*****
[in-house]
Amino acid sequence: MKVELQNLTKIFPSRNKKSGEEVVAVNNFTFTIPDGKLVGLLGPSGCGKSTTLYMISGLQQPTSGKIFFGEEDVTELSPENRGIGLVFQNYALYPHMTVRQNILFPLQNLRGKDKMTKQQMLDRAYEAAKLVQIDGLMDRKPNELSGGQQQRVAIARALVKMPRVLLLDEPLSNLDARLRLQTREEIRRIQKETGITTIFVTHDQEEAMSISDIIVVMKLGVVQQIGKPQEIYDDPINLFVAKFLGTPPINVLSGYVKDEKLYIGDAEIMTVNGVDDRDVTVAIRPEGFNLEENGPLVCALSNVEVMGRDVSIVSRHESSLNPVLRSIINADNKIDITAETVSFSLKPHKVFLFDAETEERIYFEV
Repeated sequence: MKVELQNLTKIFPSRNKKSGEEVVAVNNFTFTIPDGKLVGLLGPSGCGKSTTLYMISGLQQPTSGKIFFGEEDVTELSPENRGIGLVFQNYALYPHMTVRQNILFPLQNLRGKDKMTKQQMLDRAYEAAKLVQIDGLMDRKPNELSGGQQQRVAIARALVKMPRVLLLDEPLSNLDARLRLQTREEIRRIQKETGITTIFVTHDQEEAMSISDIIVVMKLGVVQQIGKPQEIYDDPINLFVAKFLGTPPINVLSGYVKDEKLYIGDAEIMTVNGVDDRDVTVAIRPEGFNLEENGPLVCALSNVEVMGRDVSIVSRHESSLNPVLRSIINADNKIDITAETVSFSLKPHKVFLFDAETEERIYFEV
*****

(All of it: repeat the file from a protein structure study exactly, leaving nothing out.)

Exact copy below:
[in-house]
Amino acid sequence: MKVELQNLTKIFPSRNKKSGEEVVAVNNFTFTIPDGKLVGLLGPSGCGKSTTLYMISGLQQPTSGKIFFGEEDVTELSPENRGIGLVFQNYALYPHMTVRQNILFPLQNLRGKDKMTKQQMLDRAYEAAKLVQIDGLMDRKPNELSGGQQQRVAIARALVKMPRVLLLDEPLSNLDARLRLQTREEIRRIQKETGITTIFVTHDQEEAMSISDIIVVMKLGVVQQIGKPQEIYDDPINLFVAKFLGTPPINVLSGYVKDEKLYIGDAEIMTVNGVDDRDVTVAIRPEGFNLEENGPLVCALSNVEVMGRDVSIVSRHESSLNPVLRSIINADNKIDITAETVSFSLKPHKVFLFDAETEERIYFEV
Repeated sequence: MKVELQNLTKIFPSRNKKSGEEVVAVNNFTFTIPDGKLVGLLGPSGCGKSTTLYMISGLQQPTSGKIFFGEEDVTELSPENRGIGLVFQNYALYPHMTVRQNILFPLQNLRGKDKMTKQQMLDRAYEAAKLVQIDGLMDRKPNELSGGQQQRVAIARALVKMPRVLLLDEPLSNLDARLRLQTREEIRRIQKETGITTIFVTHDQEEAMSISDIIVVMKLGVVQQIGKPQEIYDDPINLFVAKFLGTPPINVLSGYVKDEKLYIGDAEIMTVNGVDDRDVTVAIRPEGFNLEENGPLVCALSNVEVMGRDVSIVSRHESSLNPVLRSIINADNKIDITAETVSFSLKPHKVFLFDAETEERIYFEV